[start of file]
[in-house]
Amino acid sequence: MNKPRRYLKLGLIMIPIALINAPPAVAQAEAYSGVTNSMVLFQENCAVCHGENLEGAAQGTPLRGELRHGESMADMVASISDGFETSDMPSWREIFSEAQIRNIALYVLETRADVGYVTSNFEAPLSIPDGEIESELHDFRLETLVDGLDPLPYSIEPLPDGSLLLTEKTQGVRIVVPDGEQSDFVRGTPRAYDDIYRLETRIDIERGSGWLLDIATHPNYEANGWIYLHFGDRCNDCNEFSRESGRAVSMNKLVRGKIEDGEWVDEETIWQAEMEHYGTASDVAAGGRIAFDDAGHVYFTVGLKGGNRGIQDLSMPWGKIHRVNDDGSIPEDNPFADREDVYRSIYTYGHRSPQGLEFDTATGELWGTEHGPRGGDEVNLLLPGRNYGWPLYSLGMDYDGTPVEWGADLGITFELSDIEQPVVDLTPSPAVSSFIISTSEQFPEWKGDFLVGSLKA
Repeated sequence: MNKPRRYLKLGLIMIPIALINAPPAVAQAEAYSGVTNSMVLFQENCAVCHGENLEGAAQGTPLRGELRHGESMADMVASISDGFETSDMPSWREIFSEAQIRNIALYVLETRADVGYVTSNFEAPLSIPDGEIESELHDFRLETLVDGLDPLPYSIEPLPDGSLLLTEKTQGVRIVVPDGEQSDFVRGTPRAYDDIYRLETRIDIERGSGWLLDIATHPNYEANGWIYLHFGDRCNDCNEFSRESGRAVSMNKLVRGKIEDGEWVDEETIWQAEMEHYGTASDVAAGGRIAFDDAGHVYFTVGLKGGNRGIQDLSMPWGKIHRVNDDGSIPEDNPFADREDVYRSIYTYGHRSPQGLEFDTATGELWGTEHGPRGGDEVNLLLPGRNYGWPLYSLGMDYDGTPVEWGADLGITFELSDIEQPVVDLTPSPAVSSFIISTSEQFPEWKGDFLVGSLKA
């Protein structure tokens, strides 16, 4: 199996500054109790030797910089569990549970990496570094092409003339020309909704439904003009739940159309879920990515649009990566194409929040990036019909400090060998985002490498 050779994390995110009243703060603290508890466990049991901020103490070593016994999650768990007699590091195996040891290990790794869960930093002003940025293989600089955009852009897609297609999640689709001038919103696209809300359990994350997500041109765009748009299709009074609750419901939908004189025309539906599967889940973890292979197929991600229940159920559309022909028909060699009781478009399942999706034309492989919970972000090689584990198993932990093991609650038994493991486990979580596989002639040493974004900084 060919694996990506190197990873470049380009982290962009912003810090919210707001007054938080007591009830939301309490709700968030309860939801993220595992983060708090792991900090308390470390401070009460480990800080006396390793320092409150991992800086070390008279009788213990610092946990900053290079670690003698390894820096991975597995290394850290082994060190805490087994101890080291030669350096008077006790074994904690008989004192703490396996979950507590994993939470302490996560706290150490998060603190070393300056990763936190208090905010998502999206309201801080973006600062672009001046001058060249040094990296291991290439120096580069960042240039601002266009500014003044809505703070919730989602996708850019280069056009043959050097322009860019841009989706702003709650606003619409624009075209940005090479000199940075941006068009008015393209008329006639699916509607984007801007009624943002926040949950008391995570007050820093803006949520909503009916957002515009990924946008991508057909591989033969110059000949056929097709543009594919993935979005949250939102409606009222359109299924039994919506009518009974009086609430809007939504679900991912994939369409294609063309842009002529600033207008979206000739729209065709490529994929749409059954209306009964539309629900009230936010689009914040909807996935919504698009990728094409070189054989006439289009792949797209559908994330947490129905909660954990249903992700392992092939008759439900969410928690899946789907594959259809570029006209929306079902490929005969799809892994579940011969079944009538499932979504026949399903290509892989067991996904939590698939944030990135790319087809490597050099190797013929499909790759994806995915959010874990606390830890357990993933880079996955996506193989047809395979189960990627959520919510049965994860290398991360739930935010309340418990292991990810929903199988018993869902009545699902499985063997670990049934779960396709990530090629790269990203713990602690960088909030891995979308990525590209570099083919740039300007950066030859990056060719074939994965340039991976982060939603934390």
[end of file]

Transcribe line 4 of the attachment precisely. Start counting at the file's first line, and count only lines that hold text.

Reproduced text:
């Protein structure tokens, strides 16, 4: 199996500054109790030797910089569990549970990496570094092409003339020309909704439904003009739940159309879920990515649009990566194409929040990036019909400090060998985002490498 050779994390995110009243703060603290508890466990049991901020103490070593016994999650768990007699590091195996040891290990790794869960930093002003940025293989600089955009852009897609297609999640689709001038919103696209809300359990994350997500041109765009748009299709009074609750419901939908004189025309539906599967889940973890292979197929991600229940159920559309022909028909060699009781478009399942999706034309492989919970972000090689584990198993932990093991609650038994493991486990979580596989002639040493974004900084 060919694996990506190197990873470049380009982290962009912003810090919210707001007054938080007591009830939301309490709700968030309860939801993220595992983060708090792991900090308390470390401070009460480990800080006396390793320092409150991992800086070390008279009788213990610092946990900053290079670690003698390894820096991975597995290394850290082994060190805490087994101890080291030669350096008077006790074994904690008989004192703490396996979950507590994993939470302490996560706290150490998060603190070393300056990763936190208090905010998502999206309201801080973006600062672009001046001058060249040094990296291991290439120096580069960042240039601002266009500014003044809505703070919730989602996708850019280069056009043959050097322009860019841009989706702003709650606003619409624009075209940005090479000199940075941006068009008015393209008329006639699916509607984007801007009624943002926040949950008391995570007050820093803006949520909503009916957002515009990924946008991508057909591989033969110059000949056929097709543009594919993935979005949250939102409606009222359109299924039994919506009518009974009086609430809007939504679900991912994939369409294609063309842009002529600033207008979206000739729209065709490529994929749409059954209306009964539309629900009230936010689009914040909807996935919504698009990728094409070189054989006439289009792949797209559908994330947490129905909660954990249903992700392992092939008759439900969410928690899946789907594959259809570029006209929306079902490929005969799809892994579940011969079944009538499932979504026949399903290509892989067991996904939590698939944030990135790319087809490597050099190797013929499909790759994806995915959010874990606390830890357990993933880079996955996506193989047809395979189960990627959520919510049965994860290398991360739930935010309340418990292991990810929903199988018993869902009545699902499985063997670990049934779960396709990530090629790269990203713990602690960088909030891995979308990525590209570099083919740039300007950066030859990056060719074939994965340039991976982060939603934390």